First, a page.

The Spirit Of Therapy Blog
This week on our journey to a rejuvenated spirit, we will take a good hard look at our mind. Actually, we won’t “look” at all, because the mind can’t be seen. It also can’t be touched, tasted, smelled or heard. We experience our mind in a way that can only be grasped by ourselves. It is our personal sanctuary, or our personal torment.
Buddhism refers to the untrained mind as a chattering monkey that jumps from branch to branch, ceaselessly moving and making noise. Distracted by endless thoughts, assumptions and perceptions, we go through life as slaves to our mental musings. The mind is selfish. It will never stop trying to get our attention. And we often give in without even realizing it, slipping comfortably into the mind’s control as if it were a pair of slippers. Our bodies, our emotions, our spirits and even hidden thoughts fade into the shadows.
Author and teacher Pema Chödrön said, “Like all explorers, we are drawn to discover what’s out there without knowing yet if we have the courage to face it.” And what exactly is “out there”? Simply put, what is “out there” is really “in here.” Our perceptions of the world, ourselves and one another create the reality that we live in. Yet, how many of us take a good look at what perceptions are creating our reality?
The mind may be like a monkey, but it can also feel like a monster. Our thoughts are often painful, confusing or troubling; and these are just the thoughts on the surface. Those that lurk below our consciousness can be even more frightening. Remember those childhood fears of monsters under the bed and ghosts in the closet? All one needed to do was look under the bed skirt to confront the fear. Monsters demand confrontation. There is nothing else to do about them. Likewise, our beliefs can grow more daunting the longer we dodge them. “We can spend our whole lives escaping from the monsters of our minds,” says Chödrön.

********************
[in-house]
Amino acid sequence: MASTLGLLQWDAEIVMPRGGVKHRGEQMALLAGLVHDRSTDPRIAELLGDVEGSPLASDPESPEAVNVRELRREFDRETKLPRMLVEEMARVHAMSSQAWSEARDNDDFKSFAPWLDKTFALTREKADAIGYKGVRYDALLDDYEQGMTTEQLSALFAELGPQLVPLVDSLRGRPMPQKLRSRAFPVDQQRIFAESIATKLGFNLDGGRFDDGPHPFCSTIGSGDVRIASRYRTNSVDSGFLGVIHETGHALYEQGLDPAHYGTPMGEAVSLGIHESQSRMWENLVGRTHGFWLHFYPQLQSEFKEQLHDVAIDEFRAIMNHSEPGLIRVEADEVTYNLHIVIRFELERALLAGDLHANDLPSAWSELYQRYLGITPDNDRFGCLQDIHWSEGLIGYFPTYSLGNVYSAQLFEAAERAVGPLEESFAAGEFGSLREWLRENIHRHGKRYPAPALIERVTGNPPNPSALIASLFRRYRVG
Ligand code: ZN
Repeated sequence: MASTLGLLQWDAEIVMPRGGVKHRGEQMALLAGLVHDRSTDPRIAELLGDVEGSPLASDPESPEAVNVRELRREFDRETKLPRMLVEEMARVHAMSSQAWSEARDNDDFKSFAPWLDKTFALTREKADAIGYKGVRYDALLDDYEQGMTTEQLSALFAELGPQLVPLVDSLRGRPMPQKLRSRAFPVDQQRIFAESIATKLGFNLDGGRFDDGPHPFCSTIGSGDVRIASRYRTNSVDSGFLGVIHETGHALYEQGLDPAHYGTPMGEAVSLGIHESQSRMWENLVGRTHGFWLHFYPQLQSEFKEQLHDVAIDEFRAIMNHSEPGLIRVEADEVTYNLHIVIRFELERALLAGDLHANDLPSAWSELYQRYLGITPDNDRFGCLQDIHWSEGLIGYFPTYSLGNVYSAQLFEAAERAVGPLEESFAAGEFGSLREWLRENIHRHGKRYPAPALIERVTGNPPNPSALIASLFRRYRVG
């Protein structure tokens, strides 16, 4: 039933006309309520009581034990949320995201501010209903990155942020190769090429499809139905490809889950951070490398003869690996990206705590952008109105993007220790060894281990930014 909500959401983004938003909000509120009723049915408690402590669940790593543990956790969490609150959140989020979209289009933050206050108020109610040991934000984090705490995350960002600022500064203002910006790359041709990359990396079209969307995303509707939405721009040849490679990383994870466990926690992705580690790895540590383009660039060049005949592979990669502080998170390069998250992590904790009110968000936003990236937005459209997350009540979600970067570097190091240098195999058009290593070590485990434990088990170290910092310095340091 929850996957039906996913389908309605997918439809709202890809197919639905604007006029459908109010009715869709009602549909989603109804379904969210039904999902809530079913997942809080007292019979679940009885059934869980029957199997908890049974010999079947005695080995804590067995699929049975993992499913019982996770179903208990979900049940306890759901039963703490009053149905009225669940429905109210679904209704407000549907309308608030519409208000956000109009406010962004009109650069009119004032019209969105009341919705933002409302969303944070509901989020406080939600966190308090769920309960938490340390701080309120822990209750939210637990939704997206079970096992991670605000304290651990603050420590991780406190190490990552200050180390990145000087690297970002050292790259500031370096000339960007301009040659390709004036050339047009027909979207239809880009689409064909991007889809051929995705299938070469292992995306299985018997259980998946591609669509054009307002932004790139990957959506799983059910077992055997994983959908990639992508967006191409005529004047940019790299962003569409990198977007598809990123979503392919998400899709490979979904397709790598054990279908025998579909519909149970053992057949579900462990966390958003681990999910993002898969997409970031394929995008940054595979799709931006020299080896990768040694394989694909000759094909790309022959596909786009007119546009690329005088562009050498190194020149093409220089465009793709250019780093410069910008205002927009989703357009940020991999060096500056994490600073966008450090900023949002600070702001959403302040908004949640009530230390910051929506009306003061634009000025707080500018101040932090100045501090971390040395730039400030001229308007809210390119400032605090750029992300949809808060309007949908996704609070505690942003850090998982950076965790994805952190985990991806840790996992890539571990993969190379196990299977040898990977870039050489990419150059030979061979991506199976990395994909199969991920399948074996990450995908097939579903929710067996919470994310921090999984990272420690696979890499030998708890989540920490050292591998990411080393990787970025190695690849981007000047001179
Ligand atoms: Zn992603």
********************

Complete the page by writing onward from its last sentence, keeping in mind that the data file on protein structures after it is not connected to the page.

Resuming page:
If the spirit is to be rejuvenated, the mind can no longer be the “alpha.” This week, we will watch our own minds. As Jane Goodall studied her chimps, we will study the swinging monkeys that are our thoughts, ideas, beliefs, assumptions, and perceptions. We will step back from them and observe without judgment. We will watch how they affect our emotions, our urges and our actions. We will be curious. We will begin to explore the terrain that is us.
The Spirit of Therapy
Where psychotherapy interacts with our mental, emotional, spiritual, physical and relational wellbeing.